Our struggles tempt us to turn in on ourselves. Luther referred to this as incurvatus in se, or a life lived turned inward. Whether it is a struggle such as depression or anxiety, a battle with an ongoing sin or a difficult relationship, we are often tempted to turn inwards on ourselves.
This inward curving looks different depending on the person. It can be a stoic resolve to muster enough strength to get ourselves through our trouble. It can also be a plunge into deep despair, believing that there is nothing or no one that can help. It can show up as hopeless and godless fear, intense anger, or escape. Regardless of the form it takes, this incurving can be a vicious vortex that continues to spiral when left unchecked.
What is the opposite of this inward curving? I want to suggest three deliberate movements we can all take regardless of the trouble in which we find ourselves. It is important to note that these movements do not make the problems necessarily go away, nor do they always lessen the extent to which we feel the weight of our troubles. Yet they are the fruit of faith, and are things each of us can do as we navigate the struggles of life on this side of the New Creation.
Turn #1–Look Up to the Lord
Pour out your heart to the Lord. Tell him what you are going through, how are you feeling and responding, and ask him for his help. Here are a few verses (of many!):
Psalm 121:1–2 I lift up my eyes to the hills. From where does my help come? My help comes from the LORD, who made heaven and earth.
Psalm 18:6 In my distress I called upon the LORD; to my God I cried for help. From his temple he heard my voice, and my cry to him reached his ears.
Psalm 120:1 In my distress I called to the LORD, and he answered me.
Turn #2–Look Out Towards Others
First, share what you are going through with others so that they can pray for you and bear the burden with you.
Galatians 6:2 Bear one another’s burdens, and so fulfill the law of Christ.
James 5:16 Therefore confess your sins to one another and pray for one another, that you may be healed
Second, ask how you can pray for them and how you can serve them. The beauty of life in Christ’s body is that we are always needy and needed.
1 Thessalonians 4:18 Therefore encourage one another with these words…
2 Corinthians 13:11 Comfort one another…
Galatians. 5:13–14 Only do not use your freedom as an opportunity for the flesh, but through love serve one another. For the whole law is fulfilled in one word: “You shall love your neighbor as yourself.”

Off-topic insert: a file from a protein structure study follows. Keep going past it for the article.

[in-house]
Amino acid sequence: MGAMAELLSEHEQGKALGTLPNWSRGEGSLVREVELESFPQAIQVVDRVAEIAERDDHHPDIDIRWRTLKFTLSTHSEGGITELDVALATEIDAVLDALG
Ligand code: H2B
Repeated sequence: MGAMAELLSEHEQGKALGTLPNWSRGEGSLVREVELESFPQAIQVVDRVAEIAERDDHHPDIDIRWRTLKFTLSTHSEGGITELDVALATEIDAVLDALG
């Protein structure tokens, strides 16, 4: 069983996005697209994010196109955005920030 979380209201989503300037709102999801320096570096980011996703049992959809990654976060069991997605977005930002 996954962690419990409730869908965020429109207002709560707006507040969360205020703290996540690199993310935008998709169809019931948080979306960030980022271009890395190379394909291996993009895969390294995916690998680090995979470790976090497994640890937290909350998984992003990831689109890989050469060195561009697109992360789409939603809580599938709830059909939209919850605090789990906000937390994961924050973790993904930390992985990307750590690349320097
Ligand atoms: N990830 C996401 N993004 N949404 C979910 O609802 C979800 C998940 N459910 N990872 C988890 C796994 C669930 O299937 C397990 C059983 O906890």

Turn #3–Look Around at Creation
Psalm 19:1 The heavens declare the glory of God, and the sky above proclaims his handiwork.
Those who know me well know that I am often oblivious to God’s beauty around me. I tend to walk with my head down, and concentrate on the next step in front of me. Over the last few months, I have worked at looking up. I take my dog for an early morning walk, and I have tried to be more intentional about seeing God’s beauty. In return, God has blessed me with sky colors I have never before noticed, rays coming from the sun that I thought only existed in artwork, and even starry skies that have taken my breath away. This beauty has had at least two effects: one, I have been reoriented to the Lord’s glory and strength. And two, I have been reminded that he also cares for me according to the following verses:
Psalm 8:3–5 When I look at your heavens, the work of your fingers, the moon and the stars, which you have set in place, what is man that you are mindful of him, and the son of man that you care for him? Yet you have made him a little lower than the heavenly beings and crowned him with glory and honor.
Matthew 6:26–30 Look at the birds of the air: they neither sow nor reap nor gather into barns, and yet your heavenly Father feeds them. Are you not of more value than they? And which of you by being anxious can add a single hour to his span of life? And why are you anxious about clothing? Consider the lilies of the field, how they grow: they neither toil nor spin, yet I tell you, even Solomon in all his glory was not arrayed like one of these. But if God so clothes the grass of the field, which today is alive and tomorrow is thrown into the oven, will he not much more clothe you, O you of little faith?
Life can be very hard, and it is tempting to turn inwards. But God promises to help, and he promises very tangible mercy and grace in our time(s) of need. This week, in the midst of your particular struggles, might you take time to look up, look out, and look around? These looks will not make your problems disappear, but they will reorient your heart and strengthen your faith.